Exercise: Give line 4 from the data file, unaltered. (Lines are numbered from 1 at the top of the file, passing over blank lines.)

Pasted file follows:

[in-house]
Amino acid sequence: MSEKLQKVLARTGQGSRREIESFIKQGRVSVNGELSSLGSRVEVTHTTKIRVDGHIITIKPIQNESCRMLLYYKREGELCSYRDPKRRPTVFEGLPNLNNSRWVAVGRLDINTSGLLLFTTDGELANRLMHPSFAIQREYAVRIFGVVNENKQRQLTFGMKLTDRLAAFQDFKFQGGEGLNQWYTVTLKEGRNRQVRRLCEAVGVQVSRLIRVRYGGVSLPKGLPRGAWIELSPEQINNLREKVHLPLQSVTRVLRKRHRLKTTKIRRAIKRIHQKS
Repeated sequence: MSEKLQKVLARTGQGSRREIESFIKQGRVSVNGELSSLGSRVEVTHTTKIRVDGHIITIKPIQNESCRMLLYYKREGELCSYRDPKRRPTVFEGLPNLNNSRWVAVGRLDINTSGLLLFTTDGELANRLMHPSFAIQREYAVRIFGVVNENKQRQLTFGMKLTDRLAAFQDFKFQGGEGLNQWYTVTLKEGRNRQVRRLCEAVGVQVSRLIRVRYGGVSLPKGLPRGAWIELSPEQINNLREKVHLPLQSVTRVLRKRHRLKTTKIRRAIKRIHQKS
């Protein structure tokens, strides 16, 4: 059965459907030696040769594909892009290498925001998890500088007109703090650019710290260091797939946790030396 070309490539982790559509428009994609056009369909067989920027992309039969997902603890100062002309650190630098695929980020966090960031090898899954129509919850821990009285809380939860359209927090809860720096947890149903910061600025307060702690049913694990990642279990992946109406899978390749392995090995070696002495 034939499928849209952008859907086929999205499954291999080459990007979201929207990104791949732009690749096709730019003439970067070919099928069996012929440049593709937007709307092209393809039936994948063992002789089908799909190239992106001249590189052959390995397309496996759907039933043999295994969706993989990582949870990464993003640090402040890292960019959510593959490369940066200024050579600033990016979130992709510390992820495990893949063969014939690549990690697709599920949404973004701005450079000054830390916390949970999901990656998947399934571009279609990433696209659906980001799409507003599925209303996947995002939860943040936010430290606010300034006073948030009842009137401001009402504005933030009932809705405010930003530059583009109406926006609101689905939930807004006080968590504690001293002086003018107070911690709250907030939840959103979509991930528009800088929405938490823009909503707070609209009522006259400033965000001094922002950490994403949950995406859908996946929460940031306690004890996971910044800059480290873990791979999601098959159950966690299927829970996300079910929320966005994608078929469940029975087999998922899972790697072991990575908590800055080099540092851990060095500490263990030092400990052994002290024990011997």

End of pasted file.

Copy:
């Protein structure tokens, strides 16, 4: 059965459907030696040769594909892009290498925001998890500088007109703090650019710290260091797939946790030396 070309490539982790559509428009994609056009369909067989920027992309039969997902603890100062002309650190630098695929980020966090960031090898899954129509919850821990009285809380939860359209927090809860720096947890149903910061600025307060702690049913694990990642279990992946109406899978390749392995090995070696002495 034939499928849209952008859907086929999205499954291999080459990007979201929207990104791949732009690749096709730019003439970067070919099928069996012929440049593709937007709307092209393809039936994948063992002789089908799909190239992106001249590189052959390995397309496996759907039933043999295994969706993989990582949870990464993003640090402040890292960019959510593959490369940066200024050579600033990016979130992709510390992820495990893949063969014939690549990690697709599920949404973004701005450079000054830390916390949970999901990656998947399934571009279609990433696209659906980001799409507003599925209303996947995002939860943040936010430290606010300034006073948030009842009137401001009402504005933030009932809705405010930003530059583009109406926006609101689905939930807004006080968590504690001293002086003018107070911690709250907030939840959103979509991930528009800088929405938490823009909503707070609209009522006259400033965000001094922002950490994403949950995406859908996946929460940031306690004890996971910044800059480290873990791979999601098959159950966690299927829970996300079910929320966005994608078929469940029975087999998922899972790697072991990575908590800055080099540092851990060095500490263990030092400990052994002290024990011997």